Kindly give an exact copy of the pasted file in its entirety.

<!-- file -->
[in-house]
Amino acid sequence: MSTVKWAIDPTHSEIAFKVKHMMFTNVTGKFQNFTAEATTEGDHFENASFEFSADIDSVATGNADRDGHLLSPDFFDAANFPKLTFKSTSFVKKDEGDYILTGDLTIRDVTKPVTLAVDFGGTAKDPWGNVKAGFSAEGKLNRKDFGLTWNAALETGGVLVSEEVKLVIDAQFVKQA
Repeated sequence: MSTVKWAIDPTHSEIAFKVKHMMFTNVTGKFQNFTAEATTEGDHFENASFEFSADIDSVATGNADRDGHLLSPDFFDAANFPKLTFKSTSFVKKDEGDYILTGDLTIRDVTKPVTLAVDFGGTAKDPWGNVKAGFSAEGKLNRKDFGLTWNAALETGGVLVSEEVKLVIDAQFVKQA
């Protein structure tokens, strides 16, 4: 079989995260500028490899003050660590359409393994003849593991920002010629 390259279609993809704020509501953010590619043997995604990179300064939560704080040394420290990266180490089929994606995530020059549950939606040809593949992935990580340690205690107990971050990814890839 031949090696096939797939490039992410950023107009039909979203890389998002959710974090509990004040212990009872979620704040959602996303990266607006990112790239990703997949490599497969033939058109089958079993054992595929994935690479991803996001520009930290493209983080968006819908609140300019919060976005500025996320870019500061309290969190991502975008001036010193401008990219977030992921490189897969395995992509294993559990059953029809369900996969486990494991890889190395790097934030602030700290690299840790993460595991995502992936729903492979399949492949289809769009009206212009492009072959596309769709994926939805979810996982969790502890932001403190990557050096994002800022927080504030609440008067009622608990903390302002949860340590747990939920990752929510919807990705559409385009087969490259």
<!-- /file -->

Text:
[in-house]
Amino acid sequence: MSTVKWAIDPTHSEIAFKVKHMMFTNVTGKFQNFTAEATTEGDHFENASFEFSADIDSVATGNADRDGHLLSPDFFDAANFPKLTFKSTSFVKKDEGDYILTGDLTIRDVTKPVTLAVDFGGTAKDPWGNVKAGFSAEGKLNRKDFGLTWNAALETGGVLVSEEVKLVIDAQFVKQA
Repeated sequence: MSTVKWAIDPTHSEIAFKVKHMMFTNVTGKFQNFTAEATTEGDHFENASFEFSADIDSVATGNADRDGHLLSPDFFDAANFPKLTFKSTSFVKKDEGDYILTGDLTIRDVTKPVTLAVDFGGTAKDPWGNVKAGFSAEGKLNRKDFGLTWNAALETGGVLVSEEVKLVIDAQFVKQA
């Protein structure tokens, strides 16, 4: 079989995260500028490899003050660590359409393994003849593991920002010629 390259279609993809704020509501953010590619043997995604990179300064939560704080040394420290990266180490089929994606995530020059549950939606040809593949992935990580340690205690107990971050990814890839 031949090696096939797939490039992410950023107009039909979203890389998002959710974090509990004040212990009872979620704040959602996303990266607006990112790239990703997949490599497969033939058109089958079993054992595929994935690479991803996001520009930290493209983080968006819908609140300019919060976005500025996320870019500061309290969190991502975008001036010193401008990219977030992921490189897969395995992509294993559990059953029809369900996969486990494991890889190395790097934030602030700290690299840790993460595991995502992936729903492979399949492949289809769009009206212009492009072959596309769709994926939805979810996982969790502890932001403190990557050096994002800022927080504030609440008067009622608990903390302002949860340590747990939920990752929510919807990705559409385009087969490259």